Whether sitting on your private balcony or taking in the view from the lido deck, cruisers can often be found simply staring off into the distance as the ship cuts through the water. We’ll often proclaim that no sight on earth can equal that of a sunset on the ocean.
Similarly, Walt Disney World’s parks are filled with water features designed to draw us in. Your mind might immediately go to attractions such as Splash Mountain or Living With The Land, but look closer.
Water is everywhere at the parks, from the cascading brooks of the Animal Kingdom’s Oasis area to the Seven Seas Lagoon around which the monorail circles.
6. Both let you explore new worlds.
Whether you’re looking to check out the alien landscapes of Pandora at the Animal Kingdom or the more natural wonders found in St. Lucia, both Disney World and cruising allow you to not only see, but experience incredible sights.
An added bonus? Each gives you the option to see nothing more exotic than your cabin or hotel room should you decide that what you really want to check out is the inside of your eyelids while everybody else is off exploring.
7. Both offer top-notch service.
Walt Disney World’s employees are so crucial to the overall “show” being presented that they’re referred to as Cast Members. While cruise ship employees aren’t given that honor (except on Disney Cruise Line), they probably should be.
From the waiter who remembers on night two that the only dessert you like is key lime pie (and makes sure to set aside a piece each evening for the rest of the week) to the folks behind the scenes whom you’ll never cross paths with, they work their butts off to make sure that you have the vacation of a lifetime.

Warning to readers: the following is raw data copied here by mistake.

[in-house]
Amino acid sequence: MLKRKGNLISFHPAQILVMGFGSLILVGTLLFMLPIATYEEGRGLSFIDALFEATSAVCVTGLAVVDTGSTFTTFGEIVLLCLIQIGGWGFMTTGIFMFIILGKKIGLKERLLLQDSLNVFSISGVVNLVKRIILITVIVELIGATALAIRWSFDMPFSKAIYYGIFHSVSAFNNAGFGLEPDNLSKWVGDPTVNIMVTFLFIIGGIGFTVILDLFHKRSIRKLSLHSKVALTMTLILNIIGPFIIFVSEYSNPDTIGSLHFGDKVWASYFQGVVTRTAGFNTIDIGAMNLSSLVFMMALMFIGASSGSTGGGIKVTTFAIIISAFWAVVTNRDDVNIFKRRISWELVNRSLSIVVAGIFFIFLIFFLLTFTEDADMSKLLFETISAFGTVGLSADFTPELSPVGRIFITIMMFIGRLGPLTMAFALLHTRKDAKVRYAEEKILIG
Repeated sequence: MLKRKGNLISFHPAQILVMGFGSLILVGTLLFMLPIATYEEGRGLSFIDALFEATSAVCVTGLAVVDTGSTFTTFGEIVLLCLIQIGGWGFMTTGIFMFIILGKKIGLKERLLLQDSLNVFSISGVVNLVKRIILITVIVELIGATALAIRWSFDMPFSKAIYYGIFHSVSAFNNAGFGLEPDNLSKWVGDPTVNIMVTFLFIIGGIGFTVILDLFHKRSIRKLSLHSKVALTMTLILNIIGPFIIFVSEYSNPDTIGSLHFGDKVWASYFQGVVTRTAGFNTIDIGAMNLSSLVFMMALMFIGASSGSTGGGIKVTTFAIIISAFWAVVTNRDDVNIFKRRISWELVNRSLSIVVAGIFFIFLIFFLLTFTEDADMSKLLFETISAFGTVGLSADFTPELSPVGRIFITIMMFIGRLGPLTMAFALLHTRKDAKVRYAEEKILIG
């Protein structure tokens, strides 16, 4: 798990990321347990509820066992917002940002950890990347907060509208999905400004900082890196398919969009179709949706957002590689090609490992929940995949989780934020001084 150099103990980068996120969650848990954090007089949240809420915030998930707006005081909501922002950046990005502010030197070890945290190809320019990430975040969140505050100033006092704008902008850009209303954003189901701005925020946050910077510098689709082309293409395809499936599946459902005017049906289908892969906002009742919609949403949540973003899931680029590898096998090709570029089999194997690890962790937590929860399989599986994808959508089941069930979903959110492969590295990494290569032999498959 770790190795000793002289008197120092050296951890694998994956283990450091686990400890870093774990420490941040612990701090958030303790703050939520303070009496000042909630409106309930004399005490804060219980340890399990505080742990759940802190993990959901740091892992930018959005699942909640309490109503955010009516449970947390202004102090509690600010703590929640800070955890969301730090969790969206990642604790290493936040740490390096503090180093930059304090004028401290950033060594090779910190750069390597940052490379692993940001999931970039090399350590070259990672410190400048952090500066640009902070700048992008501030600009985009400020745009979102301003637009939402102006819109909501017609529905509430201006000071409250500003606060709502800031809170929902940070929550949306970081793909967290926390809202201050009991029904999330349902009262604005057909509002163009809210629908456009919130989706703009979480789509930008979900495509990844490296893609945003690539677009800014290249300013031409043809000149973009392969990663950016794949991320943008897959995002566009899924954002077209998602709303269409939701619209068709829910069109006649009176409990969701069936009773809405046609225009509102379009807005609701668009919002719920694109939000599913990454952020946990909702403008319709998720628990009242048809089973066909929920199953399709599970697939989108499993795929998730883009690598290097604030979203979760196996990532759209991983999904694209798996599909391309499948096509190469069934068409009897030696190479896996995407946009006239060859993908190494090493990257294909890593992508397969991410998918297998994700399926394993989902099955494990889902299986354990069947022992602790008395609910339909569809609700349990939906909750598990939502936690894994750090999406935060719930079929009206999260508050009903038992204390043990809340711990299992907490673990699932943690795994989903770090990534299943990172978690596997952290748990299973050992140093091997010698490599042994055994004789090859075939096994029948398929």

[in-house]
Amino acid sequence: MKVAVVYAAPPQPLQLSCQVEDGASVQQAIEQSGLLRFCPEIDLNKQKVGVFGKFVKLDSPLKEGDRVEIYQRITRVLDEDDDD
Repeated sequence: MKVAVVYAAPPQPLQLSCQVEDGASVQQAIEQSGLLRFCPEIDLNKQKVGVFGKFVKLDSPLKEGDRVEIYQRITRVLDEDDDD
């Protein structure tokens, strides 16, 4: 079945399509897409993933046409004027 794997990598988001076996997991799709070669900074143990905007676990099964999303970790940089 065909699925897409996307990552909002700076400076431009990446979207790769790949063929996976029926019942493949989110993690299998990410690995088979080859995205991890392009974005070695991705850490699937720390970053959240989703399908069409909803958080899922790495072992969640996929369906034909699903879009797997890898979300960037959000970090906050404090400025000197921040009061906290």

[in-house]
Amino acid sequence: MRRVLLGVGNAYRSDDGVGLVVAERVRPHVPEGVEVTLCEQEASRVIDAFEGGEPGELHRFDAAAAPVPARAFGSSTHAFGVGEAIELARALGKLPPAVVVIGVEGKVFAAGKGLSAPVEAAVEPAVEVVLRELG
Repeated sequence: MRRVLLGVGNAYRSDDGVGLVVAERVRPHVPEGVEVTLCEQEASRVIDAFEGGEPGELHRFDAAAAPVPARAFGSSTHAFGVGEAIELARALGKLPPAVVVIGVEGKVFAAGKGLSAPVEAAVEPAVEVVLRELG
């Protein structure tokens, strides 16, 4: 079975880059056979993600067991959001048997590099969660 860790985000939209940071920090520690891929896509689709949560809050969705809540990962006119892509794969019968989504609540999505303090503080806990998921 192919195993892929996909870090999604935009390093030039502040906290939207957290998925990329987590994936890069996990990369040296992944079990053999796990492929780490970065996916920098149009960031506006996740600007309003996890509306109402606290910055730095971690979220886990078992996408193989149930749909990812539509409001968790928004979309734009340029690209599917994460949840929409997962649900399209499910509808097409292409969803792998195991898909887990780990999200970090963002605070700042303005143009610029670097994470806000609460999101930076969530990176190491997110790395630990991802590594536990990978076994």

8. Both involve a whole lot of planning.
Yes, you could go to Walt Disney World or jump on a cruise ship without having done a bit of planning and have a good time. But for most true Disney World/cruise fans, planning is half the fun.
From figuring out which hotel room/cabin they want to researching menus, both can spend months or more plotting out the perfect vacation and, more importantly, enjoying every minute of it.
For them, planning is a crucial part of the vacation. (Fortunately for people who don’t find that at all entertaining, almost every family or extended group of friends includes at least one person who does.)
9. Both feature active communities.
Unless you happen to have a fellow cruise/Disney lover as your best friend/partner, nobody’s going to understand you the way others in the community do. There’s a reason approximately 5.3 billion Facebook groups and message boards are dedicated to Walt Disney World and cruising (that’s an exaggeration).
When you’re looking for a restaurant reservation or to complain about something that disappointed you, these communities will be there for you. They won’t always agree with — and might even turn on — you, but they’ll always be there!
More Disney articles in our travel series:
- Visiting Disney Springs
- Visiting Disney’s Magic Kingdom
- Visiting Disney’s Animal Kingdom
- Staying at a Disney Springs Hotel